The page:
The return of the population and the reorganisation of rural areas are current topics in war-torn countries. In the 1990s, southeast Turkey was the scene of a war between the Turkish army and the Kurdistan Worker's Party (PKK). In its efforts to effectively control the guerrilla activities of the PKK, the Turkish army cleared an estimated 3000 to 4000 villages. According to the Turkish authorities this led to the displacement of some 400,000 people but according to human rights organisations 4 million people (the majority of them Kurds) were displaced. Most of them settled in towns inside and outside of the region.
Various studies have indicated that a sizeable majority of the displaced rural population would rather return to their own village. Although various programmes have been developed to facilitate this return, few people have actually returned.
Army opposes return
Jongerden investigated the return policy of the Turkish government. He discovered that various government agencies had wide-ranging and even conflicting ideas about 'returning'. Agencies mainly concerned with public safety - the army and governors in the region - have insurmountable objections against a return of the rural population. They fear that the people are sympathetic towards the PKK, and will once again enable this organisation to organise itself in rural areas.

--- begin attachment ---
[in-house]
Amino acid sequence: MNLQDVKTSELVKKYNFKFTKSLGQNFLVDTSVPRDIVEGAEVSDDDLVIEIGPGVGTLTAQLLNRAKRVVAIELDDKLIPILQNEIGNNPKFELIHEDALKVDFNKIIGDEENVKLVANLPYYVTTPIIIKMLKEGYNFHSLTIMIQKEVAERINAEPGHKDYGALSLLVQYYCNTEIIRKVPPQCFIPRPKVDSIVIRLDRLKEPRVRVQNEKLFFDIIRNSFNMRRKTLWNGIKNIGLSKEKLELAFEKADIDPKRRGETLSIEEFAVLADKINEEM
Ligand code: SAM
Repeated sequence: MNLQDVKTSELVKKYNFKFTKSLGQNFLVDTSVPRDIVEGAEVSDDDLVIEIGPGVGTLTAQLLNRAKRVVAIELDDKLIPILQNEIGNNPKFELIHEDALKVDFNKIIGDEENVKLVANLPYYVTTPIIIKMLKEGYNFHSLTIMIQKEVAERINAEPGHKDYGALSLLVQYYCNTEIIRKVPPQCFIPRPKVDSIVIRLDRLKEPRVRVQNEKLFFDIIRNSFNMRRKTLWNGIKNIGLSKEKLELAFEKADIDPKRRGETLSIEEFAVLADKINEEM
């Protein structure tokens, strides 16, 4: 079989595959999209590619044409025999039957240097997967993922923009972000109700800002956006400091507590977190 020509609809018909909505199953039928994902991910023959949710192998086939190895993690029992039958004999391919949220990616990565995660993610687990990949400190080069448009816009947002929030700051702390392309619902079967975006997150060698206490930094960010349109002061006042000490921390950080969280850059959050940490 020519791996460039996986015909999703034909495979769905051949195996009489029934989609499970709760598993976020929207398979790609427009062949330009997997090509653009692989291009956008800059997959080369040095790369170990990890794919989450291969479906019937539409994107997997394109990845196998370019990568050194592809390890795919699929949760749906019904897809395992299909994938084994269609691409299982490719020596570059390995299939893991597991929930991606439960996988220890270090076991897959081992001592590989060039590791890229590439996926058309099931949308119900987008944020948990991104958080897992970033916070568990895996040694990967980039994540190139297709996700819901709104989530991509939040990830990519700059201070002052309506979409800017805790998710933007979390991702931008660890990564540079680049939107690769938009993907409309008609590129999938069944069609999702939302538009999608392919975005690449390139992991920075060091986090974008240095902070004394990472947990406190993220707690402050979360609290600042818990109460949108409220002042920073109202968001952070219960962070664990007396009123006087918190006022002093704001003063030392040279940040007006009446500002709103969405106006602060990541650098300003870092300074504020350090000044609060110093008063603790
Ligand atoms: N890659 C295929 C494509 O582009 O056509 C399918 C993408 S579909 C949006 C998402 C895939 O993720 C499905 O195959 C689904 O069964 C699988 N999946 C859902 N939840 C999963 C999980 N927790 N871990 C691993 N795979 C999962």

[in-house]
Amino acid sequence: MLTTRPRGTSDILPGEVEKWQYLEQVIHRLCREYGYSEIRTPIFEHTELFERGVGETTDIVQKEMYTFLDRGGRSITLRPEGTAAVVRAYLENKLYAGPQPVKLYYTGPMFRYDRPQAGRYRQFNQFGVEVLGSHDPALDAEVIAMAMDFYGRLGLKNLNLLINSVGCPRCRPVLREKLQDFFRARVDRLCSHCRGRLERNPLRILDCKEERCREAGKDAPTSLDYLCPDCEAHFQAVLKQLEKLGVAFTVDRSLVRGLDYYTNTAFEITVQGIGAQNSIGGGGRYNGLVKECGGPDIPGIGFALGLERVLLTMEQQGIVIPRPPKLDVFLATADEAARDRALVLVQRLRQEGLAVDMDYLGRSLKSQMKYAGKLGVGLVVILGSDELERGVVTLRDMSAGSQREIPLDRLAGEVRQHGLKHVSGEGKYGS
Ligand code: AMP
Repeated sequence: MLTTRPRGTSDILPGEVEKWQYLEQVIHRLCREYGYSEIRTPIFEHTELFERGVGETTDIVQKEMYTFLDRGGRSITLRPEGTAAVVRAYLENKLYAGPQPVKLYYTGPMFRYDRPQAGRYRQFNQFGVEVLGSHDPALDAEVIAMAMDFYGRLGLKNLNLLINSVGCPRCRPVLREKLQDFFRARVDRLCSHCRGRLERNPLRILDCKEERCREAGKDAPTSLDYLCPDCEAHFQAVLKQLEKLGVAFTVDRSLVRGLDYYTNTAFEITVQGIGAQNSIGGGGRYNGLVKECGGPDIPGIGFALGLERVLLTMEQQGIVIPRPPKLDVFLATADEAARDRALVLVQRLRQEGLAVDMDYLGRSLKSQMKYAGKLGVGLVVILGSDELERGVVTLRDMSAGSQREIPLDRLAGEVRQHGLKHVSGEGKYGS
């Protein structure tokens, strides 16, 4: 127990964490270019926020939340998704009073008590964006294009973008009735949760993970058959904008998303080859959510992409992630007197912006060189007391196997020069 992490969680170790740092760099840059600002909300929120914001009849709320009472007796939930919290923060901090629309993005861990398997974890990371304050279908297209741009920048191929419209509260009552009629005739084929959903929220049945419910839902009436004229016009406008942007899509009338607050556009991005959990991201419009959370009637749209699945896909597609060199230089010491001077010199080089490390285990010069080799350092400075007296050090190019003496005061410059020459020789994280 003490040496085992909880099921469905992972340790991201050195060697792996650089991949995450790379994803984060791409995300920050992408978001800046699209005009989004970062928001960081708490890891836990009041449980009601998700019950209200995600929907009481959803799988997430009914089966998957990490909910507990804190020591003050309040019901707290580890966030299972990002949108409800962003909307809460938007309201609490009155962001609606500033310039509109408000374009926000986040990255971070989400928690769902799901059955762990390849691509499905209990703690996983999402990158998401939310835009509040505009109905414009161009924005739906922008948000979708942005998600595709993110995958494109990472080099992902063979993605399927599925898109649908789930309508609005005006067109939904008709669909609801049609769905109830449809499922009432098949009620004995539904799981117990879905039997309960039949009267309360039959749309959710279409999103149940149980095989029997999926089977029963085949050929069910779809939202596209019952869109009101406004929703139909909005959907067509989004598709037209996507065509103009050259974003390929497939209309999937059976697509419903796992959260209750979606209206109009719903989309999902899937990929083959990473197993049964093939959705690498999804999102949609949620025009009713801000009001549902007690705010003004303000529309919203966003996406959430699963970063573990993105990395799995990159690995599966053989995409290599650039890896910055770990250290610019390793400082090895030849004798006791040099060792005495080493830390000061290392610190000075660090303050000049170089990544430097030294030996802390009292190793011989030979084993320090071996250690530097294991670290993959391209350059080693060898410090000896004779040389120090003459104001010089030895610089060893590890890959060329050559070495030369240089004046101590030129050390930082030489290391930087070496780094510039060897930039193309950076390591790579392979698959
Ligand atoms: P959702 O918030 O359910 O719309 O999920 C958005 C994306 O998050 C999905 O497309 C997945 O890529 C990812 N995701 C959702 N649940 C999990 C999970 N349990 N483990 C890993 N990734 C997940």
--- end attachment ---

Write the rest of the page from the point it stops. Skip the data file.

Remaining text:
Conversely agencies that focus on developing the region believe that rural areas cannot remain permanently uninhabited. However these agencies do not want to see the former settlement structure restored, and their inhabitants return. Rather they consider the clearance of so many villages as an opportunity to develop a new settlement structure for rural areas. This structure should be built up around villages that can fulfil the role of local centres, and facilitate the downscaling of administration.
Joost Jongerden's research was funded by NWO-WOTRO.
Last reviewed: By John M. Grohol, Psy.D. on 21 Feb 2009
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